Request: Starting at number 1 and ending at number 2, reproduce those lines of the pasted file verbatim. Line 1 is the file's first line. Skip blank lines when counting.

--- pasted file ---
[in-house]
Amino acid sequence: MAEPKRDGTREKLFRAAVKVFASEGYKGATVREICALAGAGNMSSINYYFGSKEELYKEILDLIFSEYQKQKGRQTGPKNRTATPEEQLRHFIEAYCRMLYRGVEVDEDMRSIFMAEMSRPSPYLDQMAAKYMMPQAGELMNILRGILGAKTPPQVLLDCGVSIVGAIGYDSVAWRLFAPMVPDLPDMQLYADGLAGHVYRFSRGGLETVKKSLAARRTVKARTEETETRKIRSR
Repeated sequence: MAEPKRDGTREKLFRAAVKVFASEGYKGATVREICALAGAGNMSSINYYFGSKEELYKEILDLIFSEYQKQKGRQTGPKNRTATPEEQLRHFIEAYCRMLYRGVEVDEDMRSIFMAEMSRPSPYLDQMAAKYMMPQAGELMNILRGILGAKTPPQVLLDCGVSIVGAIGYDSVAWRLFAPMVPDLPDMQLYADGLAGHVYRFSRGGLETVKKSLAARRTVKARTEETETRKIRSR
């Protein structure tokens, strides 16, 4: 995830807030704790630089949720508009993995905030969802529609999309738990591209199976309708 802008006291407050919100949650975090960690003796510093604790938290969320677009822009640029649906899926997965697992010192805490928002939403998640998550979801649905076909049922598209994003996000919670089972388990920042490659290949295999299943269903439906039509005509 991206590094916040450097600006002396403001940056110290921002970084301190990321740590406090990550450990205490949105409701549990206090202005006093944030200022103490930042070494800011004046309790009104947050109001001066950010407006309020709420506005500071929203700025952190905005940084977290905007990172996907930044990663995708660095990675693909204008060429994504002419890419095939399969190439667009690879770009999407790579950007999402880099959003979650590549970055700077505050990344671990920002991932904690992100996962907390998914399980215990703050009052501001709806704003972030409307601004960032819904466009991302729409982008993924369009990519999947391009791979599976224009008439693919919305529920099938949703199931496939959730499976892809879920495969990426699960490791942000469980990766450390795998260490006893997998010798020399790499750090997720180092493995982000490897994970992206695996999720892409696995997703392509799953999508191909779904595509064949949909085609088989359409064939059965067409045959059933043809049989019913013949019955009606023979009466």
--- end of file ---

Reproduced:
[in-house]
Amino acid sequence: MAEPKRDGTREKLFRAAVKVFASEGYKGATVREICALAGAGNMSSINYYFGSKEELYKEILDLIFSEYQKQKGRQTGPKNRTATPEEQLRHFIEAYCRMLYRGVEVDEDMRSIFMAEMSRPSPYLDQMAAKYMMPQAGELMNILRGILGAKTPPQVLLDCGVSIVGAIGYDSVAWRLFAPMVPDLPDMQLYADGLAGHVYRFSRGGLETVKKSLAARRTVKARTEETETRKIRSR